Perfect strangers fill a need
I’d like to share a human interest story that you might find newsworthy.
A family-owned business in Corydon, Pfeiffer Jewelers, committed a ‘random act of kindness’ on my behalf on Wednesday, July 21. I walked into their store with a sterling silver bracelet that had belonged to my son, Robert Russell Logsdon. I had come into possession of this bracelet on July 19, the day after my son’s tragic death in a car accident which occurred in Harrison County. His photo, obituary and details of the accident were printed in your paper. After my son’s funeral and burial in Corydon, the first thing I wanted to do was take his bracelet and have it altered to fit my wrist so I could wear it right away.
A close friend of mine took me to Pfeiffer’s jewelry store. I told the clerk behind the counter that I had just buried my 21-year-old son. I asked her if there was a jeweler in the store who could remove some links from the bracelet that day. I didn’t want to leave the bracelet and have to pick it up at a later date. I couldn’t bear to have the bracelet out of my possession for even one day. The jeweler stepped out of a room nearby, where he had been working, and said he would do it right away. He put aside all his other tasks and began work immediately on my bracelet.
While I waited, I decided to look around to see if I could find any charms to put on the bracelet that would honor my son. The first one I found signified Rusty would never grow old. It said, ‘Always 21.’ On the back of the charm I had the jeweler inscribe two simple words, ‘My son.’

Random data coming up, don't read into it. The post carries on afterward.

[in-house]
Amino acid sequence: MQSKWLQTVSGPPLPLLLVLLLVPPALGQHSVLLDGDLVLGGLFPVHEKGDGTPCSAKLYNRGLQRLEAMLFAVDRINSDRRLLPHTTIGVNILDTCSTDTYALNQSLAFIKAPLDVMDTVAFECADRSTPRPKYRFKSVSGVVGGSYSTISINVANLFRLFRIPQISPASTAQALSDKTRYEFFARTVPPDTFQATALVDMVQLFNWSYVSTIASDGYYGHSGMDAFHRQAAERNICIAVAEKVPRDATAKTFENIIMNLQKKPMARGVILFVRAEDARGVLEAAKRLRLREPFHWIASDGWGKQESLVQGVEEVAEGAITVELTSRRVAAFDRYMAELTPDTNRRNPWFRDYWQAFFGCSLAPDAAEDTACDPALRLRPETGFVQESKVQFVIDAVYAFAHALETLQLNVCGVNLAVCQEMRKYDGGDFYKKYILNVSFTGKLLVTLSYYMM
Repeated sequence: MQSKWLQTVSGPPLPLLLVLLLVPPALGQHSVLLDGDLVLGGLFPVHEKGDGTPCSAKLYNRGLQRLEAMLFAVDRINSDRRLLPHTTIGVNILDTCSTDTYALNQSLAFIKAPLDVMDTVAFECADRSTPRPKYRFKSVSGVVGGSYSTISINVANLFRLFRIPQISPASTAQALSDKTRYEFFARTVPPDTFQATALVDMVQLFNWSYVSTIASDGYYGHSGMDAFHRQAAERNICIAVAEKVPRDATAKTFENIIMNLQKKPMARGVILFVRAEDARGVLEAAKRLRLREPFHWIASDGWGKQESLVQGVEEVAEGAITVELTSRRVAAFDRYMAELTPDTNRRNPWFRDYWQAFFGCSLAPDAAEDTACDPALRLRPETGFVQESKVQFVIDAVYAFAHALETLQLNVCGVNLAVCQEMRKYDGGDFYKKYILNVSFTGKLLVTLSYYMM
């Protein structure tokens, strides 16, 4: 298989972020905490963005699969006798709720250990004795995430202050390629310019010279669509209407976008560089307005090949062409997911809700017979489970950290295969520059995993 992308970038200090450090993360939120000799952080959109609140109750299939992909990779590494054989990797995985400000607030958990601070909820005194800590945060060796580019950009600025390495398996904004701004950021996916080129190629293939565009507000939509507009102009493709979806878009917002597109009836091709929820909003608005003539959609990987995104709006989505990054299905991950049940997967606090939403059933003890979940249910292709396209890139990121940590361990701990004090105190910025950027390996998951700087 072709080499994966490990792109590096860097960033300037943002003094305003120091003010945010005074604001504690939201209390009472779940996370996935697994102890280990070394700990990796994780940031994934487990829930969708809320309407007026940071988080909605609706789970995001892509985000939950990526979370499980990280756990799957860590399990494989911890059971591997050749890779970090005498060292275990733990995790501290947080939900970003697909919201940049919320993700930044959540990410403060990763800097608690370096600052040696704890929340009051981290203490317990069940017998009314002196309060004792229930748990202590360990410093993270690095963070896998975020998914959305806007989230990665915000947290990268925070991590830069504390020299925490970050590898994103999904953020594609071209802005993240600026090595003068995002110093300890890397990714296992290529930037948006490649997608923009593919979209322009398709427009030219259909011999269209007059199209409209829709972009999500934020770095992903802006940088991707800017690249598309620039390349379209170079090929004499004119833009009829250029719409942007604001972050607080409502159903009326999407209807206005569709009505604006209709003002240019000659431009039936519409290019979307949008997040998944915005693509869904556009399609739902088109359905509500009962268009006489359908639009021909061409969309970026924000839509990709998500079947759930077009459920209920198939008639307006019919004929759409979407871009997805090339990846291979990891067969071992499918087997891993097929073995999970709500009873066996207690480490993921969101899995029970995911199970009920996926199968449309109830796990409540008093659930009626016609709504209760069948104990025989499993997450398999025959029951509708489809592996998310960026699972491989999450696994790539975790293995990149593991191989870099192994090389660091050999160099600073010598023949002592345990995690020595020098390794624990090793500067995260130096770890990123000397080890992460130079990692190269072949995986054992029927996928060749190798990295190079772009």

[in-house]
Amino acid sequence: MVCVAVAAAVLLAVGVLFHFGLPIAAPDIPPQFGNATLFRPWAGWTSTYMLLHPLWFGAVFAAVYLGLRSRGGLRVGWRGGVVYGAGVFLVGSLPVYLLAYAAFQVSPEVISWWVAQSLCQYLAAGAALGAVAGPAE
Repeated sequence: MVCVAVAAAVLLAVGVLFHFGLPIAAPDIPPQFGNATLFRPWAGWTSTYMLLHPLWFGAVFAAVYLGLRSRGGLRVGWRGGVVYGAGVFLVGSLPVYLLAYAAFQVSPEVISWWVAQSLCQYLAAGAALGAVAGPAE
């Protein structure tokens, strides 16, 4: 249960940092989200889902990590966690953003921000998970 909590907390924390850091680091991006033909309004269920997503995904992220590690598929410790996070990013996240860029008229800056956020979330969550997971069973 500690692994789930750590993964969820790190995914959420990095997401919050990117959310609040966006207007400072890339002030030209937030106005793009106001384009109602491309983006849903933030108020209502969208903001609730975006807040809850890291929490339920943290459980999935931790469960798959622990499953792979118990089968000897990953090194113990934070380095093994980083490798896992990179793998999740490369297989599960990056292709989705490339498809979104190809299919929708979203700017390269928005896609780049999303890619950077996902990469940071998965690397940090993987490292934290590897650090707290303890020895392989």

I found another charm that looked like a miniature antique picture frame that would enclose a photograph of my son.
The last charm I found was a Mizpah. It’s a charm with a heart broken in two pieces. Inscribed in the heart are the words from the Bible in Genesis 31:49. ‘The Lord watch between me and thee, when we are absent one from another.’ I had half of the Mizpah put on my bracelet. The other half was put into a tiny air-tight plastic bag.
Our business completed, my friend, who insisted on paying for everything, asked the clerk, ‘What do I owe you?’ The clerk answered, ‘No charge.’ I was so touched. I asked if I could meet the owner. From a back room, the owner stepped out to meet me. I hugged her, thanked her and asked her why she wouldn’t accept payment. She said that she, too, had buried a young son many years before. She said when she realized I had just buried my son she couldn’t charge me. I thanked all of them, Mrs. Pfeiffer, the clerk and the jeweler who did the work.
When I left Pfeiffer Jewelers, I went back to Cedar Hill Cemetery and buried the other half of the Mizpah charm in my son’s freshly covered grave. On such a sad day, crushed by grief, wanting and needing so badly a memento of my son to be so close to me that it would even touch my skin, these perfect strangers filled that need. I’ve never received a more precious nor more heartfelt gift. The only reason that I have related this story to you is so that Corydon, Ind., would realize that they have an angel among them.
Editor’s note: Bernie and Doris Pfeiffer lost their 16-year-old son, John Pfeiffer, to Hodgkin’s Disease in 1970.